‘Age of Ultron’ starts summer movie season


Photo Courtesy of IMDb

Avengers: Age of Ultron

By Josh Weitzel

Most films in the Marvel Cinematic Universe share similar characteristics: The central characters are established, a new villain emerges and the two forces fight. The final sequence is 20 minutes of breakneck action that leaves cities leveled and the hero victorious. “Avengers: Age of Ultron,” written and directed by Joss Whedon, follows this formula with great characters and an outstanding villain to leave casual moviegoers and hardcore comic book fans excited about the future of the franchise.  

The film begins after the events of “The Avengers.” Superhero scientists Tony Stark (Robert Downey Jr.) and Bruce Banner (Mark Ruffalo) have developed an artificial intelligence named Ultron, voiced by James Spader (“The Blacklist”). The program is designed to protect the earth and eliminate alien threats. However, Ultron goes rogue, escapes Stark’s laboratory and creates an army of robots. Earth’s mightiest heroes then join forces to try to defeat Ultron before he wipes out humanity.

While Ultron may seem like a generic blockbuster villain, he does not fit the typical mold. His argument for bringing extinction to the human race initially makes sense when hearing it despite being morally and ethically wrong. He is driven by genuine emotion. Ultron’s mind operates in a towering metal body with piercing red eyes, and because he is a computer program, he can jump between any of the robotic bodies he has created. Spader’s sensational voice work makes Ultron menacing and creepy, yet he has the traditional Joss Whedon sense of humor that Marvel characters are known for. 

There are three major superhero newcomers. Quicksilver, played by Aaron Taylor-Johnson (“Kick-Ass”), Scarlet Witch, played by Elizabeth Olsen (“Godzilla”), and Vision, played by Paul Bettany (“Margin Call”). All the characters share an important role in the overall story, yet their introduction and development takes a substantial amount of time. The film runs 141 minutes, and much of this time is spent telling the audience who these people are. The film could have done without the newcomers, but their inclusion will hopefully have significant impact in future films. 

The secondary Avengers are far more developed than in previous installments. Expert archer Hawkeye, played again by Jeremy Renner (“The Hurt Locker”), shows a radically different side of himself. Unlike previous films, he is more than just a plot device to advance the story. Even the Hulk shows significant change; Because the character has not had a solo film since 2008’s forgettable “The Incredible Hulk,” Joss Whedon has given him room to flourish. His story arc takes him to surprising places only he could go.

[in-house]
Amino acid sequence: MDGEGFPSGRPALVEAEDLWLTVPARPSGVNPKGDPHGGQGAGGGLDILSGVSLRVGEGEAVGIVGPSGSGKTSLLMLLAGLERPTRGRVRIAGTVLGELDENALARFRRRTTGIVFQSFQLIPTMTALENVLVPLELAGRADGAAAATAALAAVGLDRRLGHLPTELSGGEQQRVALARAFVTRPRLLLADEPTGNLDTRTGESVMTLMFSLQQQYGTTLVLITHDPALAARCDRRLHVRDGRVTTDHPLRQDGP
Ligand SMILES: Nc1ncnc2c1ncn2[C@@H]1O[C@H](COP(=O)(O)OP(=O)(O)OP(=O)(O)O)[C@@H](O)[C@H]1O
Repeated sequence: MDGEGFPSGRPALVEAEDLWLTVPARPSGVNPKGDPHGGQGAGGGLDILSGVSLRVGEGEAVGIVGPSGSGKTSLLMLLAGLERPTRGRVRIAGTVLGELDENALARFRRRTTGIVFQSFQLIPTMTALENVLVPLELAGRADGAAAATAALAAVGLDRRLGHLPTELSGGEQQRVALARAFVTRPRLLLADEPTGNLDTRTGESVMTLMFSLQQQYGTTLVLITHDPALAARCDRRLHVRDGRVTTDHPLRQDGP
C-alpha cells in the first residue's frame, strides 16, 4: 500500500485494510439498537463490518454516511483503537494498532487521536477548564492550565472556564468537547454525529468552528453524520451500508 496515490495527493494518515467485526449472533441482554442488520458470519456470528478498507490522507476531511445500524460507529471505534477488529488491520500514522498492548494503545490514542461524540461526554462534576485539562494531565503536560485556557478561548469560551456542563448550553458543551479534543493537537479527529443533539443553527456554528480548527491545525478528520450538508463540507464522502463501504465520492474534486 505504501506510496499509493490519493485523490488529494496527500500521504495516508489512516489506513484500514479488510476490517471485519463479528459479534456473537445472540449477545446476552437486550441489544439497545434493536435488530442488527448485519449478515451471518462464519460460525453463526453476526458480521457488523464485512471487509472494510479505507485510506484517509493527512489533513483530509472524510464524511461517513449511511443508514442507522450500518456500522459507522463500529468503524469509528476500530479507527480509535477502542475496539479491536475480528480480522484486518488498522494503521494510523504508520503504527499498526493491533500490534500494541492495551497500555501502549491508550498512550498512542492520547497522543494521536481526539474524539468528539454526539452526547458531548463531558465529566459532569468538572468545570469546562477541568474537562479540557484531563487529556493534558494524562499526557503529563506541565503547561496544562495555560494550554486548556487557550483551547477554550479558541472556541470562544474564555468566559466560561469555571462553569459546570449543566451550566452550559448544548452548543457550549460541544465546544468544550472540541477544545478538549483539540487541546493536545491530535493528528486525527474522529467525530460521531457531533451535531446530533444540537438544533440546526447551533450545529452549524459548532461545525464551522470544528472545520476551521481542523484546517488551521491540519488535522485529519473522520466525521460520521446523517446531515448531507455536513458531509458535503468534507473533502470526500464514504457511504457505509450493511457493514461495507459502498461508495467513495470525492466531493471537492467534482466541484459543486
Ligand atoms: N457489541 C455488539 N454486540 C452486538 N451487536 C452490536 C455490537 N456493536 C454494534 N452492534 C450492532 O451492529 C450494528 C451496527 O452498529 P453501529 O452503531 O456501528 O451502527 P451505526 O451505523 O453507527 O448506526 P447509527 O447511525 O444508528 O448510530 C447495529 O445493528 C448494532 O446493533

Most notable is the growing rift between Steve Rodgers (Captain America) and Tony Stark (Iron Man), reprised by Chris Evans and Robert Downey Jr. While both fight for peace, they each have different goals. Rodgers believes in fighting until the bitter end because the fighting will never stop. On the other hand, Stark fights to stop the fight. He dreams of a world that will no longer need the Avengers, which is why he developed Ultron as a method of peacekeeping. This dispute will become the premise of next year’s “Captain America: Civil War,” which is based on the critically acclaimed comic book story of the same name. 

The film’s typical Marvel formula is swathed in a different coat of paint. One huge action set piece consists of countless explosions and civilian casualties. Death and destruction run rampant wherever the Avengers go, which was an issue in the first film—the only focus was destroying the enemy. Now, the Avengers’ primary goal is to save the people. Even during combat when the enemy is not targeting citizens, the Avengers rush to save them from falling buildings, raging gunfire and runaway trains. Superhero films, such as “Man of Steel,” have received criticism for their insane body counts, and watching superheroes save civilians in this movie is a breath of fresh air. 

“Avengers: Age of Ultron” is another great addition to the Marvel Cinematic Universe. It may follow a traditional blockbuster mold, but a fantastic villain and great character development are a welcome change to the series.